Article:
Let’s look at a hypothetical fund we’ll call the “incredibly neutral mutual fund (INMF).” The INMF manager’s general performance turns out to be supremely neutral. Somehow, with all the ups and downs of all the industries in the fund’s portfolio of stocks, the gains of almost all the stocks that do well are almost exactly counter-acted by the stocks that do poorly, and every year the fund’s annual return is basically 0%. But, there is one exception to this staggeringly bland performance – the fund’s investments in the fossil fuel sector.

Suppose that in an incredibly amazing 10-year streak, the combined fossil fuel investments in INMF go up 50% every single year. But, since the fund only invests 2% of its money in fossil fuels, the investors will gain just 1% each year. A return of 1% per year — that’s what you get if the fund manager has a completely unrealistic ability to pick an astounding set of fossil fuel stocks year after year after year.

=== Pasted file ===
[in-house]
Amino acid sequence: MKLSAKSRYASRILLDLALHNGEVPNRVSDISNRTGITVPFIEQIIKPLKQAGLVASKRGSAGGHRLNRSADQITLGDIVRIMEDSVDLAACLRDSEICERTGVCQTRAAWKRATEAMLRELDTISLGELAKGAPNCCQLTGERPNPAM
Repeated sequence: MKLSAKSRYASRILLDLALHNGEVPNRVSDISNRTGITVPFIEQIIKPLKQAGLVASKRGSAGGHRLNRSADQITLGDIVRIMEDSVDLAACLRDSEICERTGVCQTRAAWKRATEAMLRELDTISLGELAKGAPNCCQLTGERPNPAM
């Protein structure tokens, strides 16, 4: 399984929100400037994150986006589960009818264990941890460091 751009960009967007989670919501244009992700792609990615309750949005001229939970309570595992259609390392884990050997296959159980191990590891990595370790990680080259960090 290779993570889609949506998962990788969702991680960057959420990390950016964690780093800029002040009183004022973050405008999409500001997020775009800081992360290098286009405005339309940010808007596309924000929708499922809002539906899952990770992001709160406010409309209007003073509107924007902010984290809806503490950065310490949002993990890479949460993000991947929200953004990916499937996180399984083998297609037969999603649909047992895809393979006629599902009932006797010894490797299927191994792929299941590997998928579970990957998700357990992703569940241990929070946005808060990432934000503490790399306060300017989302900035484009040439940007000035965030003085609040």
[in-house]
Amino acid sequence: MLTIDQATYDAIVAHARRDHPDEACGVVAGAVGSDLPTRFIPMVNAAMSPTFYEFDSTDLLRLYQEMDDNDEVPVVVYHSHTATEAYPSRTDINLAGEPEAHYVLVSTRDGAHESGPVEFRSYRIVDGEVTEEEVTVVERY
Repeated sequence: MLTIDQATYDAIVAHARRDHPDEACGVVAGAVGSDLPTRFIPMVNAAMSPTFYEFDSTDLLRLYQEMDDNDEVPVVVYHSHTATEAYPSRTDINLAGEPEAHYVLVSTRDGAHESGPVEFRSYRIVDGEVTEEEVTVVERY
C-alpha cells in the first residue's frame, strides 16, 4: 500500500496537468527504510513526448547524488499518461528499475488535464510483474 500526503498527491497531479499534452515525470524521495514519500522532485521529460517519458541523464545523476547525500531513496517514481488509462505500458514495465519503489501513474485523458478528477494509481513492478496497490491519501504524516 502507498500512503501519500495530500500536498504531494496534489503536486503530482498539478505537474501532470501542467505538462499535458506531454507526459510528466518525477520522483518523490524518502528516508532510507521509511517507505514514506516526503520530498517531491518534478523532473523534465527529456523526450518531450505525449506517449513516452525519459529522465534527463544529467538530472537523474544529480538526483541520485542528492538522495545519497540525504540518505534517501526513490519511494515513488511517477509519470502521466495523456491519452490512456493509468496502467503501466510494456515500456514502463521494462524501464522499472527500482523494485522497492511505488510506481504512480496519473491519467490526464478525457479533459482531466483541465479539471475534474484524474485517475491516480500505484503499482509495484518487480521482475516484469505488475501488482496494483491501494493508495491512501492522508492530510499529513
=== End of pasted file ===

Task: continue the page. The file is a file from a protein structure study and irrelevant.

Human beings and markets being what they are, a more realistic view of a fund manager who has a strong ability to pick fossil fuel winners (and avoid losers) would be if that part of the fund  had a consistent return of 5-10%. Now, the annual total return to you as a fund investor has fallen to between 0.1-0.2% per year. If you had invested $5,000 in INMF, your first year return would be $5-$10. The total cumulative ten-year return range would be slightly more than $50-$100 (due to compounding).